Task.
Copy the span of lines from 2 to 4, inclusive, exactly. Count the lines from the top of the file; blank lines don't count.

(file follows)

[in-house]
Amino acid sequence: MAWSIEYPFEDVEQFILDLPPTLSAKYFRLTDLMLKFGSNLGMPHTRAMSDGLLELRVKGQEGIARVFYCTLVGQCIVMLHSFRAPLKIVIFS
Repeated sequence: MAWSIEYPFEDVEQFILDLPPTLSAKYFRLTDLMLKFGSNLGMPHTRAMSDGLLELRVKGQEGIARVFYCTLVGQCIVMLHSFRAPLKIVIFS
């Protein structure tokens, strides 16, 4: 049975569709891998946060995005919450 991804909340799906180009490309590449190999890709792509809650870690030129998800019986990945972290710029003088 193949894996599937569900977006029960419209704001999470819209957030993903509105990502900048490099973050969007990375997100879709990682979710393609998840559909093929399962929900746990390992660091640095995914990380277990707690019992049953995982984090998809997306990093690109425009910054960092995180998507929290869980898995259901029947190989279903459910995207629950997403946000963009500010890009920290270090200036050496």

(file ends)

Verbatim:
Amino acid sequence: MAWSIEYPFEDVEQFILDLPPTLSAKYFRLTDLMLKFGSNLGMPHTRAMSDGLLELRVKGQEGIARVFYCTLVGQCIVMLHSFRAPLKIVIFS
Repeated sequence: MAWSIEYPFEDVEQFILDLPPTLSAKYFRLTDLMLKFGSNLGMPHTRAMSDGLLELRVKGQEGIARVFYCTLVGQCIVMLHSFRAPLKIVIFS
């Protein structure tokens, strides 16, 4: 049975569709891998946060995005919450 991804909340799906180009490309590449190999890709792509809650870690030129998800019986990945972290710029003088 193949894996599937569900977006029960419209704001999470819209957030993903509105990502900048490099973050969007990375997100879709990682979710393609998840559909093929399962929900746990390992660091640095995914990380277990707690019992049953995982984090998809997306990093690109425009910054960092995180998507929290869980898995259901029947190989279903459910995207629950997403946000963009500010890009920290270090200036050496």